An article about Jelly Roll Morton showed up in my feed, courtesy of (hmmm) The Wall Street Journal: “Plotting His Way Into Jazz History.” John Edward Hasse, a writer previously unknown to me, presents Morton as “jazz’s first theorist,” which I’d heard argued before, but he hooked me with this paragraph–I don’t play an instrument, so I can’t initially hear this stuff when I listen to jazz:

“…Morton took on several problems. In just over three minutes, how do you create interest and drama? In a musical style taking shape, how do you prove the full potential of jazz to integrate the planned with the spontaneous, the notated with the improvised?”

Even better is how Hasse succinctly explains Morton’s solutions (exemplified in the classic “Black Bottom Stomp”)…but read the article yourself for that. Suffice it to say that I went straight from reading the article to JSP’s great Morton box set and Wynton Marsalis’ Morton tribute, Mr. Jelly Lord, my favorite record by my favorite musical tight-ass. Why? Well, the band is effin’ cream: Don Vappie on banjo and guitar, Dr. Michael White on clarinet, Herlin Riley on drum kit, Wycliffe Gordon on ‘bone, tuba, and trumpet, and Marsalis himself as loose and playful (and masterful) as you’re gonna hear him. Did you ever wonder if Harry Connick, Jr., ever really applied on record anything he learned from James Booker? He does here, and does justice to his mentor. The selections are perfect and often surprising (“Big Lip Blues,” for example), and the arrangements, execution, and production do not embalm them. And you get lagniappe in the true NOLA fashion, with Wynton and pianist Eric Reed nailing “Tomcat Blues” via wax cylinder from the Edison Museum:

 

I swear, right now books are like heroin to me (yes, I listened to the Gun Club this week). I should count myself lucky. I also picked up John Szwed’s Billie Holiday: The Musician and The Myth, which sets out to vaunt the former and puncture the latter. It’s note-perfect in doing so thus far, and has convinced me that I do too need to to read Lady Sings the Blues. I didn’t know Billie made it to film at 19, singing an Ellington song with Duke backing her and already exhibiting the mastery that would make her legendary. She begins singing at about the 4:40 mark:

Szwed also wrote the best book yet on Sun Ra. Check him out.

Short-shrift Division:

David Virelles: Mboko (WOW!!!!!!)

The Gun Club: The Fire of Love

Elvis Costello: This Year’s Model (expanded edition)

George Coleman: Live at Yoshi’s

Robert Glasper: Black Radio

Lalah Hathaway (feat. Snarky Puppy), “Something” (ZOINKS!!!)

 

 

Three Spaced Masterpieces by “The Hillbilly Dalai Lama” (February 25th, 2018, Columbia, Missouri)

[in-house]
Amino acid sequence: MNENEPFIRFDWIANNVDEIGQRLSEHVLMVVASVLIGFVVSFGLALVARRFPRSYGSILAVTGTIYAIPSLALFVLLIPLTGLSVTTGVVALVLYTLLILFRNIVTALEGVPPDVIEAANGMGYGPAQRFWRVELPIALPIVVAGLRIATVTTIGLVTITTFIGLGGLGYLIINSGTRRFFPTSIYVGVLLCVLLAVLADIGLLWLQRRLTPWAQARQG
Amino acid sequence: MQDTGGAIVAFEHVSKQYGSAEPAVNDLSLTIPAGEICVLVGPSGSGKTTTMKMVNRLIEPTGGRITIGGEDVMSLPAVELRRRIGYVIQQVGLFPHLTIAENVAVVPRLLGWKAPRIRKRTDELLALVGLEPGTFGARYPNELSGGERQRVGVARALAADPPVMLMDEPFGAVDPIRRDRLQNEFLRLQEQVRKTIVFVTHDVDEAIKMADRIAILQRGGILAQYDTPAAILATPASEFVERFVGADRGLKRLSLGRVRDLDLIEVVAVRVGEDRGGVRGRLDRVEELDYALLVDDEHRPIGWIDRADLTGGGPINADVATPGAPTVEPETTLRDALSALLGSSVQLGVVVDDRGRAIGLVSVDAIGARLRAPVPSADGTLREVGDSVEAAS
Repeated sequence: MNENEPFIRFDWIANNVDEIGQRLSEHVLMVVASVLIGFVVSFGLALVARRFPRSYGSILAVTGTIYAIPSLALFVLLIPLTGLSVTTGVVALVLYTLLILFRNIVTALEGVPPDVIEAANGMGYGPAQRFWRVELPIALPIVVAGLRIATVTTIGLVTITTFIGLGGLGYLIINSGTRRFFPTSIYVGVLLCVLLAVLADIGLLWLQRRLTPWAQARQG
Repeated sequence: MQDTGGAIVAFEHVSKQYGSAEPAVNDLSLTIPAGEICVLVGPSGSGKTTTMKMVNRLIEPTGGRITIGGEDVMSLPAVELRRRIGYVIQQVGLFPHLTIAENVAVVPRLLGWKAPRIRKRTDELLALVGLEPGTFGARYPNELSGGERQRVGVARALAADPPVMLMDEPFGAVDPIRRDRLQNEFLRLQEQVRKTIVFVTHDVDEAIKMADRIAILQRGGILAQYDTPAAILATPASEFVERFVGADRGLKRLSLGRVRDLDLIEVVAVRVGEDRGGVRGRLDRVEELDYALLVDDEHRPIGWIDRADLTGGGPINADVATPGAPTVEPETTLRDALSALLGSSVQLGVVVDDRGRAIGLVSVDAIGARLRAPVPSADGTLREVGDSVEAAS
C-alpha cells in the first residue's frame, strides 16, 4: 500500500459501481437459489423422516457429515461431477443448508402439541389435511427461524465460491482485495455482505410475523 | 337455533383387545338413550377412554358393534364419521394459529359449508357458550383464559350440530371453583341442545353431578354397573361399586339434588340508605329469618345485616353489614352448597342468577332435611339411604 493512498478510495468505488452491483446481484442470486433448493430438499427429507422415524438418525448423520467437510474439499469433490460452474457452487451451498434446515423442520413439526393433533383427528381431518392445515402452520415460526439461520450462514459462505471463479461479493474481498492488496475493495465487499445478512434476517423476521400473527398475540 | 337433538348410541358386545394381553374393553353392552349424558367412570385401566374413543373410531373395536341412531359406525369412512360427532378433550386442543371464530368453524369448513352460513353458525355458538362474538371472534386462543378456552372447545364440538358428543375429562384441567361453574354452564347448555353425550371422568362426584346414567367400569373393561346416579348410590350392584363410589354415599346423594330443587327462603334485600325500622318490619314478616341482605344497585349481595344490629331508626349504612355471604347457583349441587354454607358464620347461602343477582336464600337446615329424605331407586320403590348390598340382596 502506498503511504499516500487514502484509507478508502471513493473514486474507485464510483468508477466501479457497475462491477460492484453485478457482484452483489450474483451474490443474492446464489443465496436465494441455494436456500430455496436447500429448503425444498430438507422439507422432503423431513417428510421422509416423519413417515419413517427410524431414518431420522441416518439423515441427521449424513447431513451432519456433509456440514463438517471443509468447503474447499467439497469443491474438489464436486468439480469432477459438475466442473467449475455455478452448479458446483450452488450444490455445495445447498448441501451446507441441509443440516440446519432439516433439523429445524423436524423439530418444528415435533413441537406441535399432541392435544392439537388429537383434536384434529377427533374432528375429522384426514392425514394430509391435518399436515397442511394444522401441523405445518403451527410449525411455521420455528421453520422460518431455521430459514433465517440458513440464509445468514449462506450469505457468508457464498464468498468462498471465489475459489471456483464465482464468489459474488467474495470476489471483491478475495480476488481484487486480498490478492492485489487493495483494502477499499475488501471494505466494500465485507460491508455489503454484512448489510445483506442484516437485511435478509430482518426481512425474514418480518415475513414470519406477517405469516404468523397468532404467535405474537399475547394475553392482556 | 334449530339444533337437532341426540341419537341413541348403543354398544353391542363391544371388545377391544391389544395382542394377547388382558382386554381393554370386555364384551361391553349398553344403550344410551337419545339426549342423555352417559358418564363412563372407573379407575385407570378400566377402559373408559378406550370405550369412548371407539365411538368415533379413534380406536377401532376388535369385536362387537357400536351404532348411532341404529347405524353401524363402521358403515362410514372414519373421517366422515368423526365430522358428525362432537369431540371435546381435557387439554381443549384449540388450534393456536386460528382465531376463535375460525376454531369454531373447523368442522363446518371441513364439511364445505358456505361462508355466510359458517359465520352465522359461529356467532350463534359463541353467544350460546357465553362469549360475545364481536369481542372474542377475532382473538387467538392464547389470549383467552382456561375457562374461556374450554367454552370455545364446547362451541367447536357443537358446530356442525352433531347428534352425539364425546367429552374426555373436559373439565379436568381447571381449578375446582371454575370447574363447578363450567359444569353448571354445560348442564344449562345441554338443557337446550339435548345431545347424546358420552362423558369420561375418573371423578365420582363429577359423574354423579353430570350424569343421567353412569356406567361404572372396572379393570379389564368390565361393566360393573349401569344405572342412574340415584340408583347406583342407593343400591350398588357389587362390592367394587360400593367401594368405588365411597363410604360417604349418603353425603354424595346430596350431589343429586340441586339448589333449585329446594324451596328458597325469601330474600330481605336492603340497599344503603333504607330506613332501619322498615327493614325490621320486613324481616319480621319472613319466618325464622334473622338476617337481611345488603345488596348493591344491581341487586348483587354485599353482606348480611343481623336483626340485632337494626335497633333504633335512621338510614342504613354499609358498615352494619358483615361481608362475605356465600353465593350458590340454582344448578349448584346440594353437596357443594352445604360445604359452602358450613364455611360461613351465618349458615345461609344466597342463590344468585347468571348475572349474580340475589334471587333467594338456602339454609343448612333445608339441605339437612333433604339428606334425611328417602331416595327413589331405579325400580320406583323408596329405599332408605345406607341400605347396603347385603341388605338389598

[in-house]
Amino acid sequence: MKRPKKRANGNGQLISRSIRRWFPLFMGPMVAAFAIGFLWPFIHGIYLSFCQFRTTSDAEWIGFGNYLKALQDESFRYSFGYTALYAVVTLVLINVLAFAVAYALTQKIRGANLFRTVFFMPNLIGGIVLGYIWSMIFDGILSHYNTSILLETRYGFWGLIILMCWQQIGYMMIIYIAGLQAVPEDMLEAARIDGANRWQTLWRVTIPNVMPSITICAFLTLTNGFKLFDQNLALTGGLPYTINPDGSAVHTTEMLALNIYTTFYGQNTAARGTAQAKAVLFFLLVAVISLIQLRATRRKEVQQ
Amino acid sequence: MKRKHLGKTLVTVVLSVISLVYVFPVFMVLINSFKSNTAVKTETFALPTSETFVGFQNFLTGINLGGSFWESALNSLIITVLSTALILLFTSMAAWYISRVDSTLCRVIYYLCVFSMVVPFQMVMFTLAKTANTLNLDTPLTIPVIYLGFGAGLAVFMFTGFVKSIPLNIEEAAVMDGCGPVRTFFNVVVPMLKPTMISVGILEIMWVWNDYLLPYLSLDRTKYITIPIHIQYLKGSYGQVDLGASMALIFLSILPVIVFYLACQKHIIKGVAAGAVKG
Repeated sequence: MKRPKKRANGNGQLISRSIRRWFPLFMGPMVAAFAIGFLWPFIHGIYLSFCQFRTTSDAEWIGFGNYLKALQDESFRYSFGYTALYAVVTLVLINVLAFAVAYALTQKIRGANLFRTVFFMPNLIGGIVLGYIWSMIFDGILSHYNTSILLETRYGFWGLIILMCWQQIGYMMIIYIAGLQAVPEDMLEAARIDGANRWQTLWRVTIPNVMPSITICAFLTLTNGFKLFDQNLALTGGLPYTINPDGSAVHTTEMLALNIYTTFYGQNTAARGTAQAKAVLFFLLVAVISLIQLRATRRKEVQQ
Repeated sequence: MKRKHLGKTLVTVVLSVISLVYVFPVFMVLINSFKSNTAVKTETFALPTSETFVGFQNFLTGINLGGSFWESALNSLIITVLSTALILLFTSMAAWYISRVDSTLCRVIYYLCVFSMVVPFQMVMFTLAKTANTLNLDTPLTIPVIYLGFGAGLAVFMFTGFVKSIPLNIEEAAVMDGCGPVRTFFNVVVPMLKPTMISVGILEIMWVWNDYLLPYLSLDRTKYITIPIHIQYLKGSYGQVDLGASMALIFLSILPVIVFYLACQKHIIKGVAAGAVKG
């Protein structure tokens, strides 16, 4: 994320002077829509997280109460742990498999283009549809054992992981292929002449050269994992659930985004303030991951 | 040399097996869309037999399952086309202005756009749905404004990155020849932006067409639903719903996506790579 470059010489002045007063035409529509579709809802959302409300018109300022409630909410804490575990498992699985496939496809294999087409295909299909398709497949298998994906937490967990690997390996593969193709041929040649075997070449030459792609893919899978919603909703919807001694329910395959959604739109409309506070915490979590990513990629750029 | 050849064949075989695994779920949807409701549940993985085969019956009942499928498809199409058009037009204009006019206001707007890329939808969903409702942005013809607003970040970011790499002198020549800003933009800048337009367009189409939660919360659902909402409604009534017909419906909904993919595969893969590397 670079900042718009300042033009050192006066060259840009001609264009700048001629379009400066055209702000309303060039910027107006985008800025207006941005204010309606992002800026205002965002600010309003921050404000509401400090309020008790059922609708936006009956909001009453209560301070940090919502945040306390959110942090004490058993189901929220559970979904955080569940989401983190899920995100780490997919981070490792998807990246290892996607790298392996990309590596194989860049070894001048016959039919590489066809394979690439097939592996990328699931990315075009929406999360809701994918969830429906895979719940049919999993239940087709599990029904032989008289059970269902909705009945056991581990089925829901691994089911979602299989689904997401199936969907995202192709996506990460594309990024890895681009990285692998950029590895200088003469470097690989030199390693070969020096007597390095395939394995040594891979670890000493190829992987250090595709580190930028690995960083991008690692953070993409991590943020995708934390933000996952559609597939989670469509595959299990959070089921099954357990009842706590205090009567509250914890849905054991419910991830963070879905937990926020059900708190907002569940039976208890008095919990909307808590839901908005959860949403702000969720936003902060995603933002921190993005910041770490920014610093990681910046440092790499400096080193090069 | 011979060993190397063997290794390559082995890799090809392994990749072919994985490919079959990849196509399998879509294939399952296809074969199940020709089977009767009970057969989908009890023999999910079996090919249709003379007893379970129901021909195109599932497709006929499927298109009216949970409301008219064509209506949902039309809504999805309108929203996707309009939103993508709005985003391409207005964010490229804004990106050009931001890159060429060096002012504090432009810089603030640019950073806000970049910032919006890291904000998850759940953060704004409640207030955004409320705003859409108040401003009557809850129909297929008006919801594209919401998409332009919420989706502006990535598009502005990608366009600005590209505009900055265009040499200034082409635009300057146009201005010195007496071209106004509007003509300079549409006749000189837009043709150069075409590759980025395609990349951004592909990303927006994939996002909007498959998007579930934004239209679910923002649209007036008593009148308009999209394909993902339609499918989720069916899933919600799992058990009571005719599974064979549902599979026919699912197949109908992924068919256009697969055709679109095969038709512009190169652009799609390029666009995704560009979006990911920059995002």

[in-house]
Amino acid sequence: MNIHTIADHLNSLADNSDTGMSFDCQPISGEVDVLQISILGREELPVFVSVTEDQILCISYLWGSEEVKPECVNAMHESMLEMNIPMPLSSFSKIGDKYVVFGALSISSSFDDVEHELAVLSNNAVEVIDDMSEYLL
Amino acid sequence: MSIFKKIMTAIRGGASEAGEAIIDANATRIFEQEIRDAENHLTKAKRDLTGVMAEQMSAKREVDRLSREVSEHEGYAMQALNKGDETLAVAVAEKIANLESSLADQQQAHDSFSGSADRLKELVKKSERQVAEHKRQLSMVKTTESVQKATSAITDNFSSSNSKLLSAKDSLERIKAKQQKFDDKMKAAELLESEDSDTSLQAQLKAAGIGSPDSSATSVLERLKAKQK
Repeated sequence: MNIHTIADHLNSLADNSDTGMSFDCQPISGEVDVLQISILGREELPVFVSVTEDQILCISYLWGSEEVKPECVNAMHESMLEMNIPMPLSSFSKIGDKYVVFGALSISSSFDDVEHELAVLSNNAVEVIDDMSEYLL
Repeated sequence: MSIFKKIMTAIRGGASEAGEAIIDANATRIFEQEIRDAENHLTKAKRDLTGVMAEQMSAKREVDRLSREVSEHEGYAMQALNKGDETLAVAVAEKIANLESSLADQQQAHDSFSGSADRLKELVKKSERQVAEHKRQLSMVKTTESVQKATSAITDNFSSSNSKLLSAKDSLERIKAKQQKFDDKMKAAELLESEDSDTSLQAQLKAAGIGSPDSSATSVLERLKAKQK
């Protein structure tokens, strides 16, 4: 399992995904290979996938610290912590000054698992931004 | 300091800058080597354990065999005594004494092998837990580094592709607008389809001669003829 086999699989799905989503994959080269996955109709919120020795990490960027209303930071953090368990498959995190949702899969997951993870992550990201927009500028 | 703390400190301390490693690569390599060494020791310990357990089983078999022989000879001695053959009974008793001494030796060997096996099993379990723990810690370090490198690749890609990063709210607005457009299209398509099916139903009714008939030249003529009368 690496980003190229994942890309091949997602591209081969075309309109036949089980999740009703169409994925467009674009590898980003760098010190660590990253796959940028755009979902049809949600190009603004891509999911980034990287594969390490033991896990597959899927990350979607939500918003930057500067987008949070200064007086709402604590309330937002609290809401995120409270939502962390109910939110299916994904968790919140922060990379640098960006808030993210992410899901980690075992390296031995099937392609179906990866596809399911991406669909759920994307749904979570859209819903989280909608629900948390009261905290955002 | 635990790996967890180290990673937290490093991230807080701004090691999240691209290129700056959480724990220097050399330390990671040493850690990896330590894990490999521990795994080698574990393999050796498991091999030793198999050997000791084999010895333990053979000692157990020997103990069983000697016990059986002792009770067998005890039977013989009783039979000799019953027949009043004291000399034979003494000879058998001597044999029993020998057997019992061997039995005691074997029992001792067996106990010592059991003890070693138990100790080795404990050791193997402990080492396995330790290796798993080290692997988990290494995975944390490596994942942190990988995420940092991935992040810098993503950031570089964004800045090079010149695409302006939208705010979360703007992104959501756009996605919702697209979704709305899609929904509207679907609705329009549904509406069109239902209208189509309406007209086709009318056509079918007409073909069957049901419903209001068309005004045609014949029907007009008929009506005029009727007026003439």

PhasesSpiritDecember Day

My Sunday afternoon was graced by these three magical records recorded across forty years by Willie Nelson, the man accurately dubbed “The Hillbilly Dalai Lama” by Kinky Friedman. If Nelson had left nothing but these albums, he’d be in the pantheon; it’s truly awe-inspiring to consider that outside of these masterworks lay hundreds and hundreds of diamonds. I have often casually said to friends and students that Hank Williams wrote 50 of the 100 greatest country songs of all-time and he only lived to 29. In tranquility, and hypnotized by the man’s stunningly eloquent and accurate way into our moments of darkness and light, I think that Willie just picked up that mantle and extended it, as if to rebuke an unjust universe.

All three of these albums are humbly conceptual, the first two linked by the lyrical thread of Johnny Gimble’s fiddle, the last two by big sister Bobbie Nelson’s piano, all three by crack bands and Willie’s unmistakable acoustic guitar. Phases and Stages (1974) plumbs the heartbreak, humor, and illumination of both a woman’s and a man’s side of a break-up–taken outside the context of the concept, each of the songs is a classic, either major (“Bloody Mary Morning”) or minor (“Sister’s Coming Home” / “Down at the Corner Beer Joint”). Spirit (1996), sparer, drumless, linked mostly by the instrumental passages titled “Matador” and “Mariachi,” meditates on loss and perseverance, and its songs, perhaps, rely on each other for their eternal air. December Day (2014) is one of the most startling road-band studio recordings I’ve ever heard. The concept’s pretty simple, and seems to have come from Bobbie: as she’s quoted as asking in the studio, “Why not record our favorite songs like we play them for ourselves?” It works–the listener does feel like he’s eavesdropping on a little corps of musicians (on a family of musicians) laying back and sharing what’s always made them happiest. In that way, December Day might be the most successful of the three, and its song list may well have been assembled much more casually than the others’: three Irving Berlins, a Reinhardt, a Jolson, “Mona Lisa,” and “Ou-es tu, mon amour” surrounding several old Nelson copyrights (for example, “Permanently Lonely,” ’63) and a couple of very poignant–and dryly funny–new ones  (“I Don’t Know Where I Am Today,” “Amnesia,” and “Laws of Nature,” of which the Dalai Lama himself would surely approve). The effect is confidently valedictory: “This is the stuff I’ve loved all my life, and, by the way, do you notice how my stuff stands up in the American pop canon?” Not too valedictory, as it turns out, as Willie’s released several albums since then, and probably has more in the chute. I don’t doubt that he might also have another masterpiece in him, and that it’ll be 2028 before we know it.